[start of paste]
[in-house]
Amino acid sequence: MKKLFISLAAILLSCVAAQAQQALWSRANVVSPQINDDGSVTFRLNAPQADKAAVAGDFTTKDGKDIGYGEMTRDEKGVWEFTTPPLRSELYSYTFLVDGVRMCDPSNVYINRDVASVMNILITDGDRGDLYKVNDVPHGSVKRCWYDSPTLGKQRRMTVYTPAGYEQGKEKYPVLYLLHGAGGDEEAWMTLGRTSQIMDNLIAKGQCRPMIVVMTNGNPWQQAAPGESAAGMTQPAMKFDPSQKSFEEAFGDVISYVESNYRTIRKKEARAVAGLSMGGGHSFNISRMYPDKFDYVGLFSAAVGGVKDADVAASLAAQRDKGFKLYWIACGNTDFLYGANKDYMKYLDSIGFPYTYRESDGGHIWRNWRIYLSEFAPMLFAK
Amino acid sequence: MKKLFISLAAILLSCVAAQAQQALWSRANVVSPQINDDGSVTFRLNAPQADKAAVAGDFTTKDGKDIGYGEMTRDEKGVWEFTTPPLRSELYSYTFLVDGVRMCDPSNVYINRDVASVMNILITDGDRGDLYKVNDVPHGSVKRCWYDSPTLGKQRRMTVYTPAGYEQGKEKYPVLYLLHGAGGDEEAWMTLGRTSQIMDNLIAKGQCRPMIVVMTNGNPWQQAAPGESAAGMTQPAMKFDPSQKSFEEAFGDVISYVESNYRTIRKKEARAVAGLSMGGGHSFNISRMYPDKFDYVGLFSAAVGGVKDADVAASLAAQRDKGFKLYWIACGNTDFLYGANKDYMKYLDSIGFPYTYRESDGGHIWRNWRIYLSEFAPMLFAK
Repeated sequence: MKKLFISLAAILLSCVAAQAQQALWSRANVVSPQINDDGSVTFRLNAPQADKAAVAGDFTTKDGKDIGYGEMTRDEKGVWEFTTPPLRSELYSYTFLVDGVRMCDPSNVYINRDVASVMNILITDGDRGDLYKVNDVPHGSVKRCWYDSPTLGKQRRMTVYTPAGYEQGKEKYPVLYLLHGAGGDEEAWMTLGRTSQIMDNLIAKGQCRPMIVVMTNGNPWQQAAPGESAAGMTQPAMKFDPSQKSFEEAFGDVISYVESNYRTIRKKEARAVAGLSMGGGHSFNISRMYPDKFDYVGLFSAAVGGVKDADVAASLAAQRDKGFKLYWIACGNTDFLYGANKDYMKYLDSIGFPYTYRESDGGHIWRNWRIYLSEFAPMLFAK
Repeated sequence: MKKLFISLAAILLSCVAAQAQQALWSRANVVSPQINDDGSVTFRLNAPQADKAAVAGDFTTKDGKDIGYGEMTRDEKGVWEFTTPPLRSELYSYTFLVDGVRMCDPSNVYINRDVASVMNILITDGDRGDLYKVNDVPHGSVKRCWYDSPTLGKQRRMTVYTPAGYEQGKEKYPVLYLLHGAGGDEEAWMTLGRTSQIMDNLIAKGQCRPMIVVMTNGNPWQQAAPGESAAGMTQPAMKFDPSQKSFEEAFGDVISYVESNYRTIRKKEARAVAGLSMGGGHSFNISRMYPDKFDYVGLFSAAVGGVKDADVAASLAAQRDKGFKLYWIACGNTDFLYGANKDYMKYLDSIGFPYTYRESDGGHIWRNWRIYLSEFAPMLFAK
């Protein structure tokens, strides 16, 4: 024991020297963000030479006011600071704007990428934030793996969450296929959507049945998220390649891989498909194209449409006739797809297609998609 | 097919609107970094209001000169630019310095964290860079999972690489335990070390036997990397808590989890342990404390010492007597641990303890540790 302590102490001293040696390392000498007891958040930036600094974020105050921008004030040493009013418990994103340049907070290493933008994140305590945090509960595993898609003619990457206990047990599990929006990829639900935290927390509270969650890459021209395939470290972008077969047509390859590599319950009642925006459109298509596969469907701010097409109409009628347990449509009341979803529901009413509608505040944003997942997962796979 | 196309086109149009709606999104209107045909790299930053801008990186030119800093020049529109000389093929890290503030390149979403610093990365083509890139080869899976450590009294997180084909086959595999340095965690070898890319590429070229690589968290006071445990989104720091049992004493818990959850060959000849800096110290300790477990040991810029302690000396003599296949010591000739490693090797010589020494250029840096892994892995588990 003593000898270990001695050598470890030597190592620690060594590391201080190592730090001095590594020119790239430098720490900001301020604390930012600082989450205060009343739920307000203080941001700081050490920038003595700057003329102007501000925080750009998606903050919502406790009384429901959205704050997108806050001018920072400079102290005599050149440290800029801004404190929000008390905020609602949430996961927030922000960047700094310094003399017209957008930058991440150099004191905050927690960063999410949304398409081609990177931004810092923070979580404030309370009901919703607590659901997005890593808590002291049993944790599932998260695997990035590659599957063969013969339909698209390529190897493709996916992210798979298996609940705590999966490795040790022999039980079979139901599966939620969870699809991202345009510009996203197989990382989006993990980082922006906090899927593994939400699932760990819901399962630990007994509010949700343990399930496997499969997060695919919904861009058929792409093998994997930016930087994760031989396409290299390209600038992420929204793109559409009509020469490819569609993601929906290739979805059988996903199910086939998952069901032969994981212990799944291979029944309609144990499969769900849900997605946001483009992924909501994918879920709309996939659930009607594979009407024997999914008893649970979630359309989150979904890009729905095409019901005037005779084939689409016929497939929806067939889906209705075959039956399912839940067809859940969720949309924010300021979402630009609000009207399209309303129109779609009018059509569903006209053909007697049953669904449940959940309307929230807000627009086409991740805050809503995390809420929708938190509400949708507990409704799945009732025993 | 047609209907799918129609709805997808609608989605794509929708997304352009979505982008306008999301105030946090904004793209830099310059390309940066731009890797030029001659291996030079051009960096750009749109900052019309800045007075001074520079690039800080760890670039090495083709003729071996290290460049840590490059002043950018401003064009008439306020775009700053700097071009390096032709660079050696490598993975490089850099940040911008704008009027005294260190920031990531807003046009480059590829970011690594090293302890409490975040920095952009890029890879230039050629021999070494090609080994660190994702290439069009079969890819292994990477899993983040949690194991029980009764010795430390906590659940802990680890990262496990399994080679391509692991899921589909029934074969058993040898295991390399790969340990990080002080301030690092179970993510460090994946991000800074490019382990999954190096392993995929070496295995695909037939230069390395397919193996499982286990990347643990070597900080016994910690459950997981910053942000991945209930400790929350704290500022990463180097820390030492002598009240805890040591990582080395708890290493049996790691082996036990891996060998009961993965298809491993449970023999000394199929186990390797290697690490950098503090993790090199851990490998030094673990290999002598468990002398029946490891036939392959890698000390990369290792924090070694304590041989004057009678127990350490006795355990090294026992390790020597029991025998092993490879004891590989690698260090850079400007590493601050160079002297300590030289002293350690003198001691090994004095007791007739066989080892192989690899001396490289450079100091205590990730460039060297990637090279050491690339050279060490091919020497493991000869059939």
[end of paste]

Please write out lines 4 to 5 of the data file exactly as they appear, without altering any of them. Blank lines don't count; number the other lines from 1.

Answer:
Repeated sequence: MKKLFISLAAILLSCVAAQAQQALWSRANVVSPQINDDGSVTFRLNAPQADKAAVAGDFTTKDGKDIGYGEMTRDEKGVWEFTTPPLRSELYSYTFLVDGVRMCDPSNVYINRDVASVMNILITDGDRGDLYKVNDVPHGSVKRCWYDSPTLGKQRRMTVYTPAGYEQGKEKYPVLYLLHGAGGDEEAWMTLGRTSQIMDNLIAKGQCRPMIVVMTNGNPWQQAAPGESAAGMTQPAMKFDPSQKSFEEAFGDVISYVESNYRTIRKKEARAVAGLSMGGGHSFNISRMYPDKFDYVGLFSAAVGGVKDADVAASLAAQRDKGFKLYWIACGNTDFLYGANKDYMKYLDSIGFPYTYRESDGGHIWRNWRIYLSEFAPMLFAK
Repeated sequence: MKKLFISLAAILLSCVAAQAQQALWSRANVVSPQINDDGSVTFRLNAPQADKAAVAGDFTTKDGKDIGYGEMTRDEKGVWEFTTPPLRSELYSYTFLVDGVRMCDPSNVYINRDVASVMNILITDGDRGDLYKVNDVPHGSVKRCWYDSPTLGKQRRMTVYTPAGYEQGKEKYPVLYLLHGAGGDEEAWMTLGRTSQIMDNLIAKGQCRPMIVVMTNGNPWQQAAPGESAAGMTQPAMKFDPSQKSFEEAFGDVISYVESNYRTIRKKEARAVAGLSMGGGHSFNISRMYPDKFDYVGLFSAAVGGVKDADVAASLAAQRDKGFKLYWIACGNTDFLYGANKDYMKYLDSIGFPYTYRESDGGHIWRNWRIYLSEFAPMLFAK